Hi benjayk 

Computers have no intelligence --not a whit,  since intelligence requires 
ability to choose, choice requires awareness or Cs, which in term requires 
an aware subject. Thus only living entities can have ingtelligence.
A bacterium thus has more intel;ligence than a computer,
even the largest in the world.

Roger Clough, rclo...@verizon.net
Leibniz would say, "If there's no God, we'd have to invent him 
so that everything could function."
----- Receiving the following content ----- 
From: benjayk 
Receiver: everything-list 
Time: 2012-09-03, 10:12:46
Subject: Re: Simple proof that our intelligence transcends that of computers

Bruno Marchal wrote:
> On 25 Aug 2012, at 15:12, benjayk wrote:
>> Bruno Marchal wrote:
>>> On 24 Aug 2012, at 12:04, benjayk wrote:
>>>> But this avoides my point that we can't imagine that levels, context
>>>> and
>>>> ambiguity don't exist, and this is why computational emulation does
>>>> not mean
>>>> that the emulation can substitute the original.
>>> But here you do a confusion level as I think Jason tries pointing on.
>>> A similar one to the one made by Searle in the Chinese Room.
>>> As emulator (computing machine) Robinson Arithmetic can simulate
>>> exactly Peano Arithmetic, even as a prover. So for example Robinson
>>> arithmetic can prove that Peano arithmetic proves the consistency of
>>> Robinson Arithmetic.
>>> But you cannot conclude from that that Robinson Arithmetic can prove
>>> its own consistency. That would contradict G?el II. When PA uses the
>>> induction axiom, RA might just say "huh", and apply it for the sake 
>>> of
>>> the emulation without any inner conviction.
>> I agree, so I don't see how I confused the levels. It seems to me 
>> you have
>> just stated that Robinson indeed can not substitue Peano Arithmetic, 
>> because
>> RAs emulation of PA makes only sense with respect to PA (in cases 
>> were PA
>> does a proof that RA can't do).
> Right. It makes only first person sense to PA. But then RA has 
> succeeded in making PA alive, and PA could a posteriori realize that 
> the RA level was enough.
Sorry, but it can't. It can't even abstract itself out to see that the RA
level "would be" enough.
I see you doing this all the time; you take some low level that can be made
sense of by something transcendent of it and then claim that the low level
is enough.

This is precisely the calim that I don't understand at all. You say that we
only need natural numbers and + and *, and that the rest emerges from that
as the 1-p viewpoint of the numbers. Unfortunately the 1-p viewpoint itself
can't be found in the numbers, it can only be found in what transcends the
numbers, or what the numbers really are / refer to (which also completely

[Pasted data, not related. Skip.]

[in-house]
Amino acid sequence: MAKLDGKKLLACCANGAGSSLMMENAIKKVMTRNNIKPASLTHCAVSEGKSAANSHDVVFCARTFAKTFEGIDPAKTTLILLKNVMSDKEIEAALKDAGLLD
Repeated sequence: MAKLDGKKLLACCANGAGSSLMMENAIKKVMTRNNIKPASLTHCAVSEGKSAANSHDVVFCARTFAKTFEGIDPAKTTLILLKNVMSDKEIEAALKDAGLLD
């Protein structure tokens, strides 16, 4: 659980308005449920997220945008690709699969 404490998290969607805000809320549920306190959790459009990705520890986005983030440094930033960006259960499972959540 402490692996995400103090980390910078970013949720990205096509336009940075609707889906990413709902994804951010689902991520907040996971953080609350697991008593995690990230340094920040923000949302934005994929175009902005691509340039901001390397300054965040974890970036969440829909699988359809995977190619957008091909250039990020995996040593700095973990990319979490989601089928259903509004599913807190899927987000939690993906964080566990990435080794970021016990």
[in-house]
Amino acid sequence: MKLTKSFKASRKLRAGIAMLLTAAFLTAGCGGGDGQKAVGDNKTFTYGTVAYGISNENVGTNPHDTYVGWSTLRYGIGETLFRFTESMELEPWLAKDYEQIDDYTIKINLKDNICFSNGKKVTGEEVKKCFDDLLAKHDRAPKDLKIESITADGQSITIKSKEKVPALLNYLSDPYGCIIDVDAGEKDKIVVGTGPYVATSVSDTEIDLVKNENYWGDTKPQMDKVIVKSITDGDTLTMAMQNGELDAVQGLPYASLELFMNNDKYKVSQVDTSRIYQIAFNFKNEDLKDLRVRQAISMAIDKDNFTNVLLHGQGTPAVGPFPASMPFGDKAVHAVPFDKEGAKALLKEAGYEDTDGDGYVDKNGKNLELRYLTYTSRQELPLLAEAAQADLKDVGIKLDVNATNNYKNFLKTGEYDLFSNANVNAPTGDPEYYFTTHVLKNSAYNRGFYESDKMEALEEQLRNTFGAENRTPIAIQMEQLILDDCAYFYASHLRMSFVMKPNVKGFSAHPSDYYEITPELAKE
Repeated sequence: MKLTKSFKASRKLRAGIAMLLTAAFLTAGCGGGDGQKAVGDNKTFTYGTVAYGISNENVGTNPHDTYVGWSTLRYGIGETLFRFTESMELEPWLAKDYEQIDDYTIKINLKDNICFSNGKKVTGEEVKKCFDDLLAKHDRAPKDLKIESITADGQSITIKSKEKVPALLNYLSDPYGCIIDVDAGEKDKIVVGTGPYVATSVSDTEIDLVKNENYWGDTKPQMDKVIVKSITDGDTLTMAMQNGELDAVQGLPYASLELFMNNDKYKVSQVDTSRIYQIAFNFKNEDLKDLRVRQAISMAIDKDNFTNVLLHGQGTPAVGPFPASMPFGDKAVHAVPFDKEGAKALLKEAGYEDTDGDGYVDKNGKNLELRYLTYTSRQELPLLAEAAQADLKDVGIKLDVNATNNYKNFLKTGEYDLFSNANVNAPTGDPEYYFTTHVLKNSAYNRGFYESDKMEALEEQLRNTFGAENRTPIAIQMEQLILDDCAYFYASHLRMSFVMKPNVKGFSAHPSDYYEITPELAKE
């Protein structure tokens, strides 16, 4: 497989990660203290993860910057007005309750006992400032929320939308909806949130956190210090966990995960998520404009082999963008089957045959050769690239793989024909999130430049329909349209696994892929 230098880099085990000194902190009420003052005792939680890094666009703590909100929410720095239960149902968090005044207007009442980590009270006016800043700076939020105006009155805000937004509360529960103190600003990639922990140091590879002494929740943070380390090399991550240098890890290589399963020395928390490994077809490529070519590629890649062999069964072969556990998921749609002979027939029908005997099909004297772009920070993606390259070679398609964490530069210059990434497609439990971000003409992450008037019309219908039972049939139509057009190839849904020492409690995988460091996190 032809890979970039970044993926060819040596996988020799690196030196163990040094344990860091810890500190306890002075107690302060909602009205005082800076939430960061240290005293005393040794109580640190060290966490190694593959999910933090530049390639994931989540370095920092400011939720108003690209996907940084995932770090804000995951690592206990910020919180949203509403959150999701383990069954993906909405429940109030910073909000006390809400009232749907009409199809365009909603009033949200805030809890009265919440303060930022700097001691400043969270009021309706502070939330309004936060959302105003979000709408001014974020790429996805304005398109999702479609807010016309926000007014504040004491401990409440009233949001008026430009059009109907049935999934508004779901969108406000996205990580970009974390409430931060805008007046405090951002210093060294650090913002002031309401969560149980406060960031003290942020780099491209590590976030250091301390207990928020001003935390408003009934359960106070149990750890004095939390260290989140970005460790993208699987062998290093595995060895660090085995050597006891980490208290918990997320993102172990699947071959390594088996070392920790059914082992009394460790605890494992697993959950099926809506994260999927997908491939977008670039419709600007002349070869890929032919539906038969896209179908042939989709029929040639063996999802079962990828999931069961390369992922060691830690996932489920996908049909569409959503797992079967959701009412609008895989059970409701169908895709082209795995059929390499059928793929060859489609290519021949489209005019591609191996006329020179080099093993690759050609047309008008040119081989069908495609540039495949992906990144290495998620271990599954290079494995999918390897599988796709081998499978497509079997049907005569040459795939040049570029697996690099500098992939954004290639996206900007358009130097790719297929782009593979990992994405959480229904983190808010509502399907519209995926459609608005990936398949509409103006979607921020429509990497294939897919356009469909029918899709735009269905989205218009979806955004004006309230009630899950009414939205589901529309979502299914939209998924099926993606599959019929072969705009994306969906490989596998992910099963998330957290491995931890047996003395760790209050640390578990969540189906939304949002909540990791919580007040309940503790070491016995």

beyond our conception of numbers).
That's the problem with G?el as well. His unprovable statement about
numbers is really a meta-statement about what numbers express that doesn't
even make sense if we only consider the definition of numbers. He really
just shows that we can reason about numbers and with numbers in ways that
can't be captured by numbers (but in this case what we do with them has
little to do with the numbers themselves).

I agree that computations reflect many things about us (infinitely many
things, even), but we still transcend them infinitely. Strangely you agree
for the 1-p viewpoint. But given that's what you *actually* live, I don't
see how it makes sense to than proceed that there is a meaningful 3-p point
of view where this isn't true. This "point of view" is really just an
abstraction occuring in the 1-p of view.

Bruno Marchal wrote:
> Like I converse with Einstein's brain's book (? la Hofstatdter), just 
> by manipulating the page of the book. I don't become Einstein through 
> my making of that process, but I can have a genuine conversation with 
> Einstein through it. He will know that he has survived, or that he 
> survives through that process.
On some level, I agree. But not far from the level that he survives in his
quotes and writings.

Bruno Marchal wrote:
>> That is, it *needs* PA to make sense, and so
>> we can't ultimately substitute one with the other (just in some 
>> relative
>> way, if we are using the result in the right way).
> Yes, because that would be like substituting a person by another, 
> pretexting they both obeys the same role. But comp substitute the 
> lower process, not the high level one, which can indeed be quite 
> different.
Which assumes that the world is divided in low-level processes and
high-level processes.

Bruno Marchal wrote:
>> It is like the word "apple" cannot really substitute a picture of an 
>> apple
>> in general (still less an actual apple), even though in many context 
>> we can
>> indeed use the word "apple" instead of using a picture of an apple 
>> because
>> we don't want to by shown how it looks, but just know that we talk 
>> about
>> apples - but we still need an actual apple or at least a picture to 
>> make